Forest soil carbon stock estimates in a nationwide inventory: evaluating performance of the ROMULv and Yasso07 models in Finland
- 1Natural Resources Institute Finland, Natural resources and bioproduction, (LUKE), P.O. Box 2, 00791 Helsinki, Finland
- 2Institute of Physicochemical and Biological Problems in Soil Science of the Russian Academy of Sciences, 142290 Institutskaya ul., 2, Pushchino, Moscow, Russian Federation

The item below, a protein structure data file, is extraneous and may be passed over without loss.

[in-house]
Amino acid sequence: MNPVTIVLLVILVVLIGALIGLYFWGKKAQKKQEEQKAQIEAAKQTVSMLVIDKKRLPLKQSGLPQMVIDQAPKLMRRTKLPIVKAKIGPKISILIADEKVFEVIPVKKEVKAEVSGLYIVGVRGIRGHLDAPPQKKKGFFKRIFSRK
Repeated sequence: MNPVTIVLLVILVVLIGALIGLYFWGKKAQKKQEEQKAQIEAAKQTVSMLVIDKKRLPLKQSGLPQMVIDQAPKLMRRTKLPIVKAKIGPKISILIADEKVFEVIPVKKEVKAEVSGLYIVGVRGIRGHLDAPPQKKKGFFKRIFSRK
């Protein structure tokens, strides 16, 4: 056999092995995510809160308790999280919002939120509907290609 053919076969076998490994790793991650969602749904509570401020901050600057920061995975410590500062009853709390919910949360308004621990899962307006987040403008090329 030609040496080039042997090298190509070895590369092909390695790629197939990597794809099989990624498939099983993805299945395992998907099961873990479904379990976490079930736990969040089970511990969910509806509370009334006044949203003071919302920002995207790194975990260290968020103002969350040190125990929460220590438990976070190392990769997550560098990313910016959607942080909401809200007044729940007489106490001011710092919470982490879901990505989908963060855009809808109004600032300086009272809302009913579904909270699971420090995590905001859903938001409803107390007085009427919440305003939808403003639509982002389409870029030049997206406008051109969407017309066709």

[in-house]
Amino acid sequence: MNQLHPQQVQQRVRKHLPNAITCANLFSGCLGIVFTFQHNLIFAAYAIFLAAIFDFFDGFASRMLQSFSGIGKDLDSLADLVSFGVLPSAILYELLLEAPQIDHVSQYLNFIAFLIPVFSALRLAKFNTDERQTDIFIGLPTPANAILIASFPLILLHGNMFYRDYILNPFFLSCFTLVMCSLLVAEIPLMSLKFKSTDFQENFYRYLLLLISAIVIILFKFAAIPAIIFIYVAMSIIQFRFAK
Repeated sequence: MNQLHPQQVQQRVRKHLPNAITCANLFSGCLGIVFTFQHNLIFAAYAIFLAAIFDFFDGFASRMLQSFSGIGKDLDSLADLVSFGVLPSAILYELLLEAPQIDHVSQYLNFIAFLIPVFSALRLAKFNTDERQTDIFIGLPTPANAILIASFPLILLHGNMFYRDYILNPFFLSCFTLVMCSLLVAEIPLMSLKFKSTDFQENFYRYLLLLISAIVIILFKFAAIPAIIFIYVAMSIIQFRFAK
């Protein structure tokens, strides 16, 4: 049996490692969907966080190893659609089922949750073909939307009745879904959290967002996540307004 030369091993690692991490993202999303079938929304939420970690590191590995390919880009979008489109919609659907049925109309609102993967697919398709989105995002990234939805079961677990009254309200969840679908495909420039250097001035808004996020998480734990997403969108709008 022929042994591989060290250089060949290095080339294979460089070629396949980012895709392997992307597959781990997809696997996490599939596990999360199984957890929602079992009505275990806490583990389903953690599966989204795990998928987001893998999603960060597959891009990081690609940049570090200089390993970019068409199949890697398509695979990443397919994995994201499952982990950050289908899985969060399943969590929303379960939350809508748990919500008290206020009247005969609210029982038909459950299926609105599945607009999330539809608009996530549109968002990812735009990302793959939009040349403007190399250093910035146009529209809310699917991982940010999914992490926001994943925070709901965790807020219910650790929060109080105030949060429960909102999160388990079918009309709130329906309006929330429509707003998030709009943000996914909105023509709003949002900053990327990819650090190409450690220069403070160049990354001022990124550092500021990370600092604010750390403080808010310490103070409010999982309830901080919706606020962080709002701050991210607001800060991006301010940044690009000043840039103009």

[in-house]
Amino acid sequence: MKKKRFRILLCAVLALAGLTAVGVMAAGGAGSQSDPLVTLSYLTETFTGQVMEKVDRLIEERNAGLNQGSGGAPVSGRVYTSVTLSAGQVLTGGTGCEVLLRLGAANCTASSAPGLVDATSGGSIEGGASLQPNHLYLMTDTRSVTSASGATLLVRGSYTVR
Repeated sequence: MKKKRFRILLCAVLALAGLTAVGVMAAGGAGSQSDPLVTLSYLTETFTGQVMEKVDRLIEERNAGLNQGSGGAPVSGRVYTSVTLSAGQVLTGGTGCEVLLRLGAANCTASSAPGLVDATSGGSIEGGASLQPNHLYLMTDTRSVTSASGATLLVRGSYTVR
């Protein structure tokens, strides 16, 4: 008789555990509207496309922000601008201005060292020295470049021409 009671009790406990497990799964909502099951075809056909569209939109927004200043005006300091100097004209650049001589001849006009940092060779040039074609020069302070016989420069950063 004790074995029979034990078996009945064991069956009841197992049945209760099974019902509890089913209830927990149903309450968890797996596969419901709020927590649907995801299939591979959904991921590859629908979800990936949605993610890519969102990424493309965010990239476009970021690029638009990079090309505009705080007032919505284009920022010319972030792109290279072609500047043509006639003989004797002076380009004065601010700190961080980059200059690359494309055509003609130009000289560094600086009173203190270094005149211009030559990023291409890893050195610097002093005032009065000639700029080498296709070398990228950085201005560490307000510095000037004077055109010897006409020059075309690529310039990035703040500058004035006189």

Abstract. Dynamic soil models are needed for estimating impact of weather and climate change on soil carbon stocks and fluxes. Here, we evaluate performance of Yasso07 and ROMULv models against forest soil carbon stock measurements. More specifically, we ask if litter quantity, litter quality and weather data are sufficient drivers for soil carbon stock estimation. We also test whether inclusion of soil water holding capacity improves reliability of modelled soil carbon stock estimates. Litter input of trees was estimated from stem volume maps provided by the National Forest Inventory, while understorey vegetation was estimated using new biomass models. The litter production rates of trees were based on earlier research, while for understorey biomass they were estimated from measured data. We applied Yasso07 and ROMULv models across Finland and ran those models into steady state; thereafter, measured soil carbon stocks were compared with model estimates. We found that the role of understorey litter input was underestimated when the Yasso07 model was parameterised, especially in northern Finland. We also found that the inclusion of soil water holding capacity in the ROMULv model improved predictions, especially in southern Finland. Our simulations and measurements show that models using only litter quality, litter quantity and weather data underestimate soil carbon stock in southern Finland, and this underestimation is due to omission of the impact of droughts to the decomposition of organic layers. Our results also imply that the ecosystem modelling community and greenhouse gas inventories should improve understorey litter estimation in the northern latitudes.